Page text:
Power policies — shrouded in darkness – Nitin Gadkari

Electricity consumption in India, currently at some 600TWh annually, is set to double by next decade.

The economy is passing through a difficult phase. Recent statistics have suggested a fall in industrial production to less than 5 per cent. Revised GDP projections have slipped to less than 6.5 per cent for this year. The electricity sector is facing problems with availability of coal.

According to the Central Electricity Authority (CEA), 100,000 MW of additional power generation will be required during the 12th Plan from 2012-2017 to meet the growing power demand if the economy is to grow at 9 per cent. Seventy per cent of this additional capacity generation is to be introduced through coal-based thermal power plants.


The most serious bottleneck in power generation is the shortage of coal. As per the Planning Commission statistics, the gap between the demand and supply of coal was 35 million tonnes at the end of 2007 and it is expected to be around 83 million tonnes at the end of this year. The shortage would have been even more had all the planned coal-based power plants been commissioned o—n time.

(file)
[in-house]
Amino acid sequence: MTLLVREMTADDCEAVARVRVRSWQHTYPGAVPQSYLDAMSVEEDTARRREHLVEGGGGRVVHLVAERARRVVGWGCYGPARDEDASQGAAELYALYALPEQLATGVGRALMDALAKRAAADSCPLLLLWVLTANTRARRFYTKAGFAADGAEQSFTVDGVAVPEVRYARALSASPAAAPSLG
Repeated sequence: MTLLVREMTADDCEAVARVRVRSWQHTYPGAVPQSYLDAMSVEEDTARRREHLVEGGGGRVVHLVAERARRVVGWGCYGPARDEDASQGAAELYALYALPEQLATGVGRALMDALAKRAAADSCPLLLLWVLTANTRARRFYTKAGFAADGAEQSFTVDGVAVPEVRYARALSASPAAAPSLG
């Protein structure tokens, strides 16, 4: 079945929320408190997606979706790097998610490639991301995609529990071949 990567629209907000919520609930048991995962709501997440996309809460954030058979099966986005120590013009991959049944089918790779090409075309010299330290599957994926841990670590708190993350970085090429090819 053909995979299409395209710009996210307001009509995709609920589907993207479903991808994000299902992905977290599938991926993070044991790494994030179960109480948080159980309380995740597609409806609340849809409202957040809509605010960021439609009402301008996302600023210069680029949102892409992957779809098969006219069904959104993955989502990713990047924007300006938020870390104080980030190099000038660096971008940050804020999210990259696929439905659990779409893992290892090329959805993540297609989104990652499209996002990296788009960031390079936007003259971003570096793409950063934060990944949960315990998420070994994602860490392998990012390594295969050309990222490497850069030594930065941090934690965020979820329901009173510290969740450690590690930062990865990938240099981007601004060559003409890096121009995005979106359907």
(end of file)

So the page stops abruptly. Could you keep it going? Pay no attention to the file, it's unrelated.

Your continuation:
By 2017, the coal shortage is forecast to be 200 million tonnes, says the Planning Commission. The Government has admitted that the shortage of domestic/imported coal has affected thermal power generation, and some of the blame for this can be laid at the door of the Environment Minister Jairam Ramesh, whose controversial policies have led to an immediate halt of mining activity in 2003 blocks, which had a potential capacity of over 600 million tonnes.

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